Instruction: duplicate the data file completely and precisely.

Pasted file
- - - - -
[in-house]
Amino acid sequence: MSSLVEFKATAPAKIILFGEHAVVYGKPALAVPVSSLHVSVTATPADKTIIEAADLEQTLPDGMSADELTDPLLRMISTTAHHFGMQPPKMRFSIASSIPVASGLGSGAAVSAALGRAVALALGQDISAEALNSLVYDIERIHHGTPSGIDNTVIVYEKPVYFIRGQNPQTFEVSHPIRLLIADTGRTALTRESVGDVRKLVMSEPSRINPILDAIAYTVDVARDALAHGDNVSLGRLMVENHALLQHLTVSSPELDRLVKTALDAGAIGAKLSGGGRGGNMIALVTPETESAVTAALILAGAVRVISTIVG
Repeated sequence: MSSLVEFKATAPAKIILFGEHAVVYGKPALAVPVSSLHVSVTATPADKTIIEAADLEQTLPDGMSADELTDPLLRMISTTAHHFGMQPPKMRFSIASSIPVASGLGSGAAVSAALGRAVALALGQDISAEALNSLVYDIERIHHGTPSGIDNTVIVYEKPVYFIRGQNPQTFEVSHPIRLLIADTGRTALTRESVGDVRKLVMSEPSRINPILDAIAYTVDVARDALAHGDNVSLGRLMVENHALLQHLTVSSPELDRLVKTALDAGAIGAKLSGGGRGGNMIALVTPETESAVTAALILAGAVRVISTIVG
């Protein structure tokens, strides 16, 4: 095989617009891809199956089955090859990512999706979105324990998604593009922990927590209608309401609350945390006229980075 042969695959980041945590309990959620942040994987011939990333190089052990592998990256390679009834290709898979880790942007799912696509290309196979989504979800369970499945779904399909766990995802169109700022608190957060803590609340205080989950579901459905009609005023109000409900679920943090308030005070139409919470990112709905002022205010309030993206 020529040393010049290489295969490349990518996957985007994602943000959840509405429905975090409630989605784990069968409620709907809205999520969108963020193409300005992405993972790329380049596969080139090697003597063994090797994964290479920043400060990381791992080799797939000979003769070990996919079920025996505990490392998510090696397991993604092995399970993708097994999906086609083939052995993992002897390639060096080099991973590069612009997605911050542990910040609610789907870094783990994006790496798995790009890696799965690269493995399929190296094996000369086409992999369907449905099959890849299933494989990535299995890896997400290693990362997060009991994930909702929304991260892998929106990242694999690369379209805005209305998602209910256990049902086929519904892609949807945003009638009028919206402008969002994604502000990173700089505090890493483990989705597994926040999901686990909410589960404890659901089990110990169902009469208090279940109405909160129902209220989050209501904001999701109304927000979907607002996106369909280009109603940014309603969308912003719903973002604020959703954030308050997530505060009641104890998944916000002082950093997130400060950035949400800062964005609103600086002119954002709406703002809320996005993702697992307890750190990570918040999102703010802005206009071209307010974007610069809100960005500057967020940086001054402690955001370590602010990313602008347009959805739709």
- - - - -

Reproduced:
[in-house]
Amino acid sequence: MSSLVEFKATAPAKIILFGEHAVVYGKPALAVPVSSLHVSVTATPADKTIIEAADLEQTLPDGMSADELTDPLLRMISTTAHHFGMQPPKMRFSIASSIPVASGLGSGAAVSAALGRAVALALGQDISAEALNSLVYDIERIHHGTPSGIDNTVIVYEKPVYFIRGQNPQTFEVSHPIRLLIADTGRTALTRESVGDVRKLVMSEPSRINPILDAIAYTVDVARDALAHGDNVSLGRLMVENHALLQHLTVSSPELDRLVKTALDAGAIGAKLSGGGRGGNMIALVTPETESAVTAALILAGAVRVISTIVG
Repeated sequence: MSSLVEFKATAPAKIILFGEHAVVYGKPALAVPVSSLHVSVTATPADKTIIEAADLEQTLPDGMSADELTDPLLRMISTTAHHFGMQPPKMRFSIASSIPVASGLGSGAAVSAALGRAVALALGQDISAEALNSLVYDIERIHHGTPSGIDNTVIVYEKPVYFIRGQNPQTFEVSHPIRLLIADTGRTALTRESVGDVRKLVMSEPSRINPILDAIAYTVDVARDALAHGDNVSLGRLMVENHALLQHLTVSSPELDRLVKTALDAGAIGAKLSGGGRGGNMIALVTPETESAVTAALILAGAVRVISTIVG
């Protein structure tokens, strides 16, 4: 095989617009891809199956089955090859990512999706979105324990998604593009922990927590209608309401609350945390006229980075 042969695959980041945590309990959620942040994987011939990333190089052990592998990256390679009834290709898979880790942007799912696509290309196979989504979800369970499945779904399909766990995802169109700022608190957060803590609340205080989950579901459905009609005023109000409900679920943090308030005070139409919470990112709905002022205010309030993206 020529040393010049290489295969490349990518996957985007994602943000959840509405429905975090409630989605784990069968409620709907809205999520969108963020193409300005992405993972790329380049596969080139090697003597063994090797994964290479920043400060990381791992080799797939000979003769070990996919079920025996505990490392998510090696397991993604092995399970993708097994999906086609083939052995993992002897390639060096080099991973590069612009997605911050542990910040609610789907870094783990994006790496798995790009890696799965690269493995399929190296094996000369086409992999369907449905099959890849299933494989990535299995890896997400290693990362997060009991994930909702929304991260892998929106990242694999690369379209805005209305998602209910256990049902086929519904892609949807945003009638009028919206402008969002994604502000990173700089505090890493483990989705597994926040999901686990909410589960404890659901089990110990169902009469208090279940109405909160129902209220989050209501904001999701109304927000979907607002996106369909280009109603940014309603969308912003719903973002604020959703954030308050997530505060009641104890998944916000002082950093997130400060950035949400800062964005609103600086002119954002709406703002809320996005993702697992307890750190990570918040999102703010802005206009071209307010974007610069809100960005500057967020940086001054402690955001370590602010990313602008347009959805739709």